Links between selenium levels in the body and cure or death rates of those with the COVID-19 virus in China.
An international team of researchers, led by Professor Margaret Rayman at the University of Surrey, has identified a link between the COVID-19 cure rate and regional selenium status in China.
Publishing their findings in the American Journal of Clinical Nutrition, researchers using data (up to 18 February), investigated possible links between selenium levels in the body and cure or death rates of those with the COVID-19 virus in China.
Selenium is an essential trace element obtained from the diet (i.e. fish, meat and cereals) which has been found to affect the severity of a number of viral diseases in animals and humans. For example selenium status in those with HIV has been shown to be an important factor in the progression of the virus to AIDs and death from the condition. China is known to have populations that have both the lowest and highest selenium status in the world, due to geographical differences in the soil which affects how much of the trace element gets into the food chain.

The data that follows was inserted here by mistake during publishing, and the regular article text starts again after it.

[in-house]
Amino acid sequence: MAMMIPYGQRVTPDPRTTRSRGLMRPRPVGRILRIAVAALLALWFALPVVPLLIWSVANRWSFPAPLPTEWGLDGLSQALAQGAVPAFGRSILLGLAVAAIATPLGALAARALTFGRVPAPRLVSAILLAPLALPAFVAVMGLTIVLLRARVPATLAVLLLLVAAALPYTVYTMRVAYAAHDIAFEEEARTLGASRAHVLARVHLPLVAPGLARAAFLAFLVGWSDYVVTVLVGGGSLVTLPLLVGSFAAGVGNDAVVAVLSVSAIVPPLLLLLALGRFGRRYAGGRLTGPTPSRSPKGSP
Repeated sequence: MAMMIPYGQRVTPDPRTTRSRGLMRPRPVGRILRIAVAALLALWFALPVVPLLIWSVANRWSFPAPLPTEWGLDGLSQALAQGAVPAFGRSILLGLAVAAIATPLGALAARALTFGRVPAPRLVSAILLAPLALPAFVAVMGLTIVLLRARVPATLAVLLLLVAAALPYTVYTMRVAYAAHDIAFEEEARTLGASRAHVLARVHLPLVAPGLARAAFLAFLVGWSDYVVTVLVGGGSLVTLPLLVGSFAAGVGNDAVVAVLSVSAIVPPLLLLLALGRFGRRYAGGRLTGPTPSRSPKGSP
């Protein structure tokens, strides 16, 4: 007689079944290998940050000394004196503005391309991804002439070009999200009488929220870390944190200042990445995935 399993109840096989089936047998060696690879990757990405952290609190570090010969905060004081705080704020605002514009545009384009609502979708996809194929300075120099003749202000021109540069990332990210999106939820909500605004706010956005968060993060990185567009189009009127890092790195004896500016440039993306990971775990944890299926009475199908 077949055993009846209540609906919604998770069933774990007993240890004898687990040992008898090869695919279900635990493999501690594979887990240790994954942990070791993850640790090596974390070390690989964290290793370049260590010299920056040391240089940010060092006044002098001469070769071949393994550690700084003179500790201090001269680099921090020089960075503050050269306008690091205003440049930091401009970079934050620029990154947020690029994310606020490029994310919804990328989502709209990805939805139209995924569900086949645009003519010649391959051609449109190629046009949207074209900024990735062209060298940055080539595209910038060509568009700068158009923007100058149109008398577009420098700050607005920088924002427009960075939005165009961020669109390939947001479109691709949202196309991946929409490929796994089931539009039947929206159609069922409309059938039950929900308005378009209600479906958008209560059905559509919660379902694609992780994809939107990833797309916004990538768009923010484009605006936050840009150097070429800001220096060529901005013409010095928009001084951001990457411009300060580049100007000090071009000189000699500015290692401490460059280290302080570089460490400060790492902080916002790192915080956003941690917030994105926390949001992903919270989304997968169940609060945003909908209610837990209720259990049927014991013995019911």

Margaret Rayman, Professor of Nutritional Medicine at the University of Surrey, said: “Given the history of viral infections associated with selenium deficiency, we wondered whether the appearance of COVID-19 in China could possibly be linked to the belt of selenium deficiency that runs from the north-east to the south-west of the country.”
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